What do mining in Australia, labor issues in South Africa and mineral processing technology in China have to do with the global coatings industry? The answer is titanium feedstock, a little understood or appreciated element in the titanium value chain. This industry, known as mineral sands, is relatively small compared to other mining industries.
Although often considered a commodity, TiO2 products are highly specialized, and their intrinsic value is based on relative economic value and value in use, which are often not fully understood, even by industry veterans.
Titanium is the ninth most abundant chemical element in the earth’s crust, making up about 0.62% of it. Rarely found in its pure form, titanium typically exists as an oxide compound in conjunction with iron and other metal oxides. The principal minerals containing titanium are ilmenite (FeTiO3) and rutile (TiO2).
While titanium is relatively abundant, it is expensive because it is difficult to isolate in its pure form that is needed to manufacture titanium metal alloys or to convert to the pigment, titanium dioxide (TiO2). About 85% to 90% of titanium ore is refined into titanium dioxide (TiO2); the rest goes into titanium metal for welding rods and pig iron production as a co-product of smelting ilmenite.
TiO2 producers typically have sophisticated models to help them determine the best ore blends or mix to use. These models consider the TiO2 content of the ore or ore mix, the process chemical volumes needed and the waste produced from the ore blend selected. The cost of producing a ton of pigment is derived from these models and is used to optimize ore blends for cost and other reasons.
Figure 1 illustrates that sulfate producers and chloride producers have different ore selection criteria based on the capabilities of their process to remove impurities and produce high-grade pigment, the design of their plant in terms of their capability to use low-cost feedstock and produce at desired rates, and the requirements of their co-products or waste disposal permits.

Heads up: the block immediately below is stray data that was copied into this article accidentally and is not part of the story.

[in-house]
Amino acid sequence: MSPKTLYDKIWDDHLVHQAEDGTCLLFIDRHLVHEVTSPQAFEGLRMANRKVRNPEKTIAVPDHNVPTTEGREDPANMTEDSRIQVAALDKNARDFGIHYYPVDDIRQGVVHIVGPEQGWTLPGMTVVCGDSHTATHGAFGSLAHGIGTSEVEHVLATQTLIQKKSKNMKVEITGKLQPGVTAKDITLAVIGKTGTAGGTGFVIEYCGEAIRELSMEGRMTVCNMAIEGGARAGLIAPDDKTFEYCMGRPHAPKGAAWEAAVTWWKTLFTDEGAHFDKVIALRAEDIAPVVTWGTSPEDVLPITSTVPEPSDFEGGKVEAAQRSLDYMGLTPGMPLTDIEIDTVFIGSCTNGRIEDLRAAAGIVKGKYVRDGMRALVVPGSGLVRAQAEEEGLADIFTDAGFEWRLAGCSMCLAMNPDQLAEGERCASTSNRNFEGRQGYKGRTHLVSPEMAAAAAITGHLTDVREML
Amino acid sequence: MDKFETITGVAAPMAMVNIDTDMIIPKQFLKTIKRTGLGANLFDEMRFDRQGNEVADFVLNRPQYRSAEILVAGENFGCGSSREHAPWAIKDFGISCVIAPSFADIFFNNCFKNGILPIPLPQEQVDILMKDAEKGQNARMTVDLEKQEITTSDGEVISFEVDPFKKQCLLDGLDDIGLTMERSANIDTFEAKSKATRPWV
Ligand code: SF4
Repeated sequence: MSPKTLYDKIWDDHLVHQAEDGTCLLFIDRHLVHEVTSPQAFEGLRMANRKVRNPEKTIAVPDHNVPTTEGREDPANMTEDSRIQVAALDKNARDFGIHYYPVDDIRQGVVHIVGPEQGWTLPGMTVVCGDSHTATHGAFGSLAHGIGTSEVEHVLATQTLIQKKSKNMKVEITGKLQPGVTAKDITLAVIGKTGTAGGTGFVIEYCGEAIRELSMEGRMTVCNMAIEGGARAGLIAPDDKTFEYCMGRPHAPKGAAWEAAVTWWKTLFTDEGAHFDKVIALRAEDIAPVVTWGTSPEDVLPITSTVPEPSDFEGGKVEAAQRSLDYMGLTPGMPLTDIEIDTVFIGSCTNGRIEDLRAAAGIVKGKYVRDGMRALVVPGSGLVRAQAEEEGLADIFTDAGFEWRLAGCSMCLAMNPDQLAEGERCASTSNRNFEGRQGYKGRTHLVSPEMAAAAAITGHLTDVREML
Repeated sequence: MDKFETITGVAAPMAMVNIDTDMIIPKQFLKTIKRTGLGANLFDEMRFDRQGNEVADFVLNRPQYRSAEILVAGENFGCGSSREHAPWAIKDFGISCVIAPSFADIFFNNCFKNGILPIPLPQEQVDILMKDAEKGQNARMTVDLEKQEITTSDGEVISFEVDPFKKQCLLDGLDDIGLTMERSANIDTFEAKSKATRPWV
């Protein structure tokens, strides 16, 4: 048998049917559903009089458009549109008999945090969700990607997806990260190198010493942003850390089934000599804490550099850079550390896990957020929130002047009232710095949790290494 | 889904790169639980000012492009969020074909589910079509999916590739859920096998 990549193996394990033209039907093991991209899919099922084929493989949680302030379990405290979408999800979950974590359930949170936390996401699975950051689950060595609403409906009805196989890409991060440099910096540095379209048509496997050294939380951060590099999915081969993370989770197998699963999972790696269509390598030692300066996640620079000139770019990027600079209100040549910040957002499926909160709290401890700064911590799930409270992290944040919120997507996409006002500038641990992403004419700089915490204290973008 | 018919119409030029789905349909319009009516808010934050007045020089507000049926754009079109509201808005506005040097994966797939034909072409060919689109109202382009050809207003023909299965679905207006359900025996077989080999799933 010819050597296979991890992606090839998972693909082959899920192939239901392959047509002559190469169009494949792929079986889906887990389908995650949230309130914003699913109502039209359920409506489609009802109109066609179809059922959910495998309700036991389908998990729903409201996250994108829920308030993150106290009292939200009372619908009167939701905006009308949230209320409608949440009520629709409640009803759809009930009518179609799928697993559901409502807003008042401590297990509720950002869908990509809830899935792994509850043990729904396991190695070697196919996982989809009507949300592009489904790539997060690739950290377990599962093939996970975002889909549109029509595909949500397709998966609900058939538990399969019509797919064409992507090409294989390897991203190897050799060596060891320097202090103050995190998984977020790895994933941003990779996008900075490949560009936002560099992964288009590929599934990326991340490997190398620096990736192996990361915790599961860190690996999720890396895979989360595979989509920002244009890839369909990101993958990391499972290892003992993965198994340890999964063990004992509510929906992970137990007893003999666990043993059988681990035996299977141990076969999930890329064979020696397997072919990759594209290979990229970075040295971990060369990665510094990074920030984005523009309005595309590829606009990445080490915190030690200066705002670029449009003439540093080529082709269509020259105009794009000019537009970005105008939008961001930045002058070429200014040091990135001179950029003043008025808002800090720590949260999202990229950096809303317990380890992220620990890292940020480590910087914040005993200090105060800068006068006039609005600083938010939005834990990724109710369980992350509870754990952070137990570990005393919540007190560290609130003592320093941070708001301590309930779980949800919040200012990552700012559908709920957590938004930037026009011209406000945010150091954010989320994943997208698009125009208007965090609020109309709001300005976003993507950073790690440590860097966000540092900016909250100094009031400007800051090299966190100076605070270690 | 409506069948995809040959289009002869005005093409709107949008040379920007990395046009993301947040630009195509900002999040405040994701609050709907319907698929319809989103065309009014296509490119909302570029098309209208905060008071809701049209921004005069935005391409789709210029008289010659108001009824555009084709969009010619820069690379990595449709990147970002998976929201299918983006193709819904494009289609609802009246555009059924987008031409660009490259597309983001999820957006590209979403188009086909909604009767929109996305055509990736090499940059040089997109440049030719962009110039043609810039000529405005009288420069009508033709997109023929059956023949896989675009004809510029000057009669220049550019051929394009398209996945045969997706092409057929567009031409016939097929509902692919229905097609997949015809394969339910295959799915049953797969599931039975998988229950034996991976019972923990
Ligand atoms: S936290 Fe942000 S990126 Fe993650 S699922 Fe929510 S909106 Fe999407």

Change is coming. Current mines are depleting, requiring new mines. As is the case for most natural resources, the highest quality areas were mined first; now mining projects result in more trash and overburden, lower percentages of valuable heavy minerals (VHM), and VHM assemblages have lower value material. They decrease potential revenue with higher capital and operating costs (Figure 2).
The net result: miners will need higher prices for their products, costs that will be passed on to TiO2 producers. How fast will this occur? Figure 3 shows the depletion rate of natural rutile at existing mines.
Although global sales are estimated at 700-800 ktpa, new projects are not keeping up with depleting resources – which increases demand for less cost-effective raw materials.
The TiO2 industry needs titanium feedstock to produce the volumes required by the global coatings industry. Depletion will result in higher prices. Based on our hands-on experience and knowledge of the industry, TiPMC expects the cost to secure these critical feedstocks will be passed along to coatings companies and ultimately to consumers for the foreseeable future.
To subscribe to TiPMC industry reports and forecasts, see our ad in this issue or visit www.TiPMCconsulting.com.